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Beginners Exercise for CORE Muscles if you are Seriously Out of Shape
Yes, you really can have a core that looks like this.
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Begin at the Beginning
Injury: It has happened to me and to other people I know. We go out and try to run up a hill like they do on television, and all we do is injure the tendons in our feet to the point that we can't even walk, let alone run.
We try to lift heavy weights and the next thing we know, we have thrown out our back or torn ligaments in our shoulders, back, hips and more. I know because I have hurt myself by trying to do all the fad exercises when I was just too out of shape.
So what should you do if you are a beginner or so weak from a sedentary lifestyle that you feel like you are not strong enough to fight your way out of a wet paper bag? The answer is simple: just begin at the beginning. I am a real woman. I am not a doctor, nor am I fitness professional. What I am is a woman who has lost over 50 pounds, who began a self-made fitness program because I was so weak that I really did hurt myself trying to do what they do on television. In this article I share with you just one of the exercise moves that helped me to begin getting my body strong once again. I do not put photos of myself here because I simply do not want my image all over the internet. I like having a private life right now, and while I may change my mind at some point in the future, right now I like to just be me.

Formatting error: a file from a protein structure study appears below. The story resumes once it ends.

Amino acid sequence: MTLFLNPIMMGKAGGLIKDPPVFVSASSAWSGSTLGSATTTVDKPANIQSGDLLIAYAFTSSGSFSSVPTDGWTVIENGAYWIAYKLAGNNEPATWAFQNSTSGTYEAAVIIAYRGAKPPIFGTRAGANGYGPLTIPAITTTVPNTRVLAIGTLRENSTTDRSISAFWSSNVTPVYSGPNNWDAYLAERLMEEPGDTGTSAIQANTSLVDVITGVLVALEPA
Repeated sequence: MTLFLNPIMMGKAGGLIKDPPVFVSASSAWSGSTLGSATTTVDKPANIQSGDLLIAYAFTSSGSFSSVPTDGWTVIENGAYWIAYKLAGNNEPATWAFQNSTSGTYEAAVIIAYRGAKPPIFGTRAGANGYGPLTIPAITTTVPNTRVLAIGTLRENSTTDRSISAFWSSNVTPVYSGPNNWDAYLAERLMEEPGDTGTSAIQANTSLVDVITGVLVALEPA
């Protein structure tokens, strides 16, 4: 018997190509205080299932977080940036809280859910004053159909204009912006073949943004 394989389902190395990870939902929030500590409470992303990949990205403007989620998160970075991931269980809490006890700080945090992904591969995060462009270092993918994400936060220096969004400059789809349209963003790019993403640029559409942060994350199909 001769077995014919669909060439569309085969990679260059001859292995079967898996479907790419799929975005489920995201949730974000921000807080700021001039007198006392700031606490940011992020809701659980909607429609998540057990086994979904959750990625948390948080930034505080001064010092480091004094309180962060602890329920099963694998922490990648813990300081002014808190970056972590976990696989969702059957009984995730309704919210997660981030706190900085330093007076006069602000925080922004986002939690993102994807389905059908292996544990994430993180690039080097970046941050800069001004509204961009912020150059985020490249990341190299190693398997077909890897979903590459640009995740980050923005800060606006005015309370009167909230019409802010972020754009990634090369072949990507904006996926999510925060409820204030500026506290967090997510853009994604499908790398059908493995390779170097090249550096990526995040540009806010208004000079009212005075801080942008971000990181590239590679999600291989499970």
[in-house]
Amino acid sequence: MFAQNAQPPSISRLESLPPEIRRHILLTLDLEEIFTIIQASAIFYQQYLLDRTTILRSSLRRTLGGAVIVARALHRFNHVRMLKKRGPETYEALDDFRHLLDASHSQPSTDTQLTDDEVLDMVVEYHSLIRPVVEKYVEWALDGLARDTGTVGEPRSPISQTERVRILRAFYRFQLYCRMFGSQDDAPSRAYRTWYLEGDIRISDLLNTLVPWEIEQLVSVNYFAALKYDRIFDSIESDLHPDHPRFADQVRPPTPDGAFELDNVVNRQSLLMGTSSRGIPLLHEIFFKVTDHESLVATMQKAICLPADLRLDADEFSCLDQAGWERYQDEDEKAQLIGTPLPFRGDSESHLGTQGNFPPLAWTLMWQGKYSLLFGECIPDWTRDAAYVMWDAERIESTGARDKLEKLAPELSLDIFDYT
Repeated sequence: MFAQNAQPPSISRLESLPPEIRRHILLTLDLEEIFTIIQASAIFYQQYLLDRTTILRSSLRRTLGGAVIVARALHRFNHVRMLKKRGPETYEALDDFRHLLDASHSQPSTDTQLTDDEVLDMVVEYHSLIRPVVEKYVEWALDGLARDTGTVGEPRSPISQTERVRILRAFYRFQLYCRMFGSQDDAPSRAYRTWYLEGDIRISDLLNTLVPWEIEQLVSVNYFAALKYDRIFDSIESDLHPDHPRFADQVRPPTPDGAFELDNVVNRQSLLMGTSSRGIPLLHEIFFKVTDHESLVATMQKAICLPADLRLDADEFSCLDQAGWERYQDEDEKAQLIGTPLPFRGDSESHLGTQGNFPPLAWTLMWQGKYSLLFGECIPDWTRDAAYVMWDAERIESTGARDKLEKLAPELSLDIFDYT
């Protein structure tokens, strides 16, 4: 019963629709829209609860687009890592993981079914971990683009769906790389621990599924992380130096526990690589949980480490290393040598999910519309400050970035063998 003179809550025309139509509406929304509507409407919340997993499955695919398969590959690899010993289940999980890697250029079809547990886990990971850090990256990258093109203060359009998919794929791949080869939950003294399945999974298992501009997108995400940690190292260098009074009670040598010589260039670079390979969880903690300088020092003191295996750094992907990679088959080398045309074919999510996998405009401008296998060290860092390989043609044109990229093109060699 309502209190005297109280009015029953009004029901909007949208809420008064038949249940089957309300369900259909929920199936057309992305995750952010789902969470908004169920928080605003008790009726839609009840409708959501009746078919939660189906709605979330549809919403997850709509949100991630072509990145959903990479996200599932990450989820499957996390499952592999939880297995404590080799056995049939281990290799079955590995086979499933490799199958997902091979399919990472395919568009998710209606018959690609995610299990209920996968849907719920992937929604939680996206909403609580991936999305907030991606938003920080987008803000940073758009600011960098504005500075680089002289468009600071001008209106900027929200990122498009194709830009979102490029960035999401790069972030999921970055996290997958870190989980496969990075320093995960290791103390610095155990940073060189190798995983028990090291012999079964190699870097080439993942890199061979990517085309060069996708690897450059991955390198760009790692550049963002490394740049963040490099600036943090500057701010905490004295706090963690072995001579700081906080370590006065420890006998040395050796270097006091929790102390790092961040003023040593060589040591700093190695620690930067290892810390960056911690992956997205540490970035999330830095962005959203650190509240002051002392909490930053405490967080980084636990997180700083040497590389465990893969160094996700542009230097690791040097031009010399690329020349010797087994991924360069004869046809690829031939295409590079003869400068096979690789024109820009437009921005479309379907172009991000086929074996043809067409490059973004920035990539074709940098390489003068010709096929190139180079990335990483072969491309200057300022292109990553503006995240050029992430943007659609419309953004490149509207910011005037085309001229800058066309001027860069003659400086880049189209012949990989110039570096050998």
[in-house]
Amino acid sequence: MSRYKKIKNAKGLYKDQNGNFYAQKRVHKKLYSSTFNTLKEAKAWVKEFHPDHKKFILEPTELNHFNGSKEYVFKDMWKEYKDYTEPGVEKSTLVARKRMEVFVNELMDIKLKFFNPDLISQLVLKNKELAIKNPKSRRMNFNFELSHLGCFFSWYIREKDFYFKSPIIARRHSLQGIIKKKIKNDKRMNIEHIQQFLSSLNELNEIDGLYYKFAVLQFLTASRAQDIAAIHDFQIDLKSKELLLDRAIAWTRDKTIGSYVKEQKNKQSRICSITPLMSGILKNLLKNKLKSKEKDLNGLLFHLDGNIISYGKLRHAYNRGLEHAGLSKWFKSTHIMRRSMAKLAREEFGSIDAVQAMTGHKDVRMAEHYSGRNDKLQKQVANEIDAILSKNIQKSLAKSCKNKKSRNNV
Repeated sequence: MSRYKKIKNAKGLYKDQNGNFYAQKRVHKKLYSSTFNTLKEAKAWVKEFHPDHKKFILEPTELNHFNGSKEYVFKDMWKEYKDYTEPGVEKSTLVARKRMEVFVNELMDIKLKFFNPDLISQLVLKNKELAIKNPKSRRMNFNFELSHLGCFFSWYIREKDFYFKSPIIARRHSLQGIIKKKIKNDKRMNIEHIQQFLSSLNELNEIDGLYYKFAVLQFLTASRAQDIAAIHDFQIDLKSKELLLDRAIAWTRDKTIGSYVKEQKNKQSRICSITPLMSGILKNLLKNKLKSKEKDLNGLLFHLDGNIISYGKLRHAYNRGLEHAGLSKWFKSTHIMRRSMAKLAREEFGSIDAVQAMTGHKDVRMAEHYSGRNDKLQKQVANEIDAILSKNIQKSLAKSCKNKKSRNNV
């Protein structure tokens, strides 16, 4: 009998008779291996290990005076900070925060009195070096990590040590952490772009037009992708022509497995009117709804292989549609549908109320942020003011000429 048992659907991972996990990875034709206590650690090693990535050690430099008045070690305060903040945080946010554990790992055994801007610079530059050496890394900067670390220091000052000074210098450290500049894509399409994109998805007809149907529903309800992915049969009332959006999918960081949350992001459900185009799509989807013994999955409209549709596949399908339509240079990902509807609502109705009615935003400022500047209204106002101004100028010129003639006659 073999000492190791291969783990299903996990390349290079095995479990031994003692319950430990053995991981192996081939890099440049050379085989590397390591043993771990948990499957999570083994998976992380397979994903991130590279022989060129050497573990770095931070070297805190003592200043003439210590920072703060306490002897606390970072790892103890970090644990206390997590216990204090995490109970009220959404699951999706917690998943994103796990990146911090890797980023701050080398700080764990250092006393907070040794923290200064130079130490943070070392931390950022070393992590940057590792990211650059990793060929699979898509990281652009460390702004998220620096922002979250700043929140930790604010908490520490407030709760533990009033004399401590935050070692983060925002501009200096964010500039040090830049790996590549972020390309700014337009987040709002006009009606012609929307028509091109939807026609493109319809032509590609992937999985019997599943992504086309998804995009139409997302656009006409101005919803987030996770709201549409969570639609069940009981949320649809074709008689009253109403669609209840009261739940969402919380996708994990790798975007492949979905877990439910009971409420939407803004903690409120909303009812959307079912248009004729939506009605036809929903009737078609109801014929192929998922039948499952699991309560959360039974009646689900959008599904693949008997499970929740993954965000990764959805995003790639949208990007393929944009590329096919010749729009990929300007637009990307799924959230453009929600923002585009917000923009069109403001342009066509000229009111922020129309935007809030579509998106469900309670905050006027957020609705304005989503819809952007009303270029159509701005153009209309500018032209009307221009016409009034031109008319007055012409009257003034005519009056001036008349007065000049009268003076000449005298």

So, without further explanation, I give you one of my starter core exercises that gave me a foundation to build on. It worked for me and I believe it will work for you as well.
DISCLAIMER: This article is not meant to take the place of medical advice. Everyone should check with their doctor to make sure they are healthy enough to do this exercise, and seek professional advice if they have questions about how to exercise properly.
Exercise and Injury
Have you ever injured yourself trying to get back into shape?
Strengthen Your Core First
Being very out of shape, I was having problems sleeping, and problems moving. My back hurt all the time and I was so heavy that even tying my shoes was a problem. When I would bend over, it hurt my back and shoulders. I constantly had little kinks and twinges. Even sitting at my desk for long periods of time cramped my shoulder muscles and it was hard to sit up straight.
When I finally committed to doing something about it, it seemed sensible to first begin strengthening my core. When I say this, I am talking about strengthening the muscles from the top of my neck down to the bottom of my hips. It is my belief that these muscles are the muscles responsible for holding our spines in the correct alignment. When they become weak, our spines become wishy-washy, and this contributes to the aches and pains that are so common to many of us.
Gentle Motion Builds Core Muscles
How to do My Beginning Core Exercise
Begin by sitting down. You read that right. Any chair will do except maybe a rocking chair. I used both my couch and a chair at my dining table. Position yourself as follows: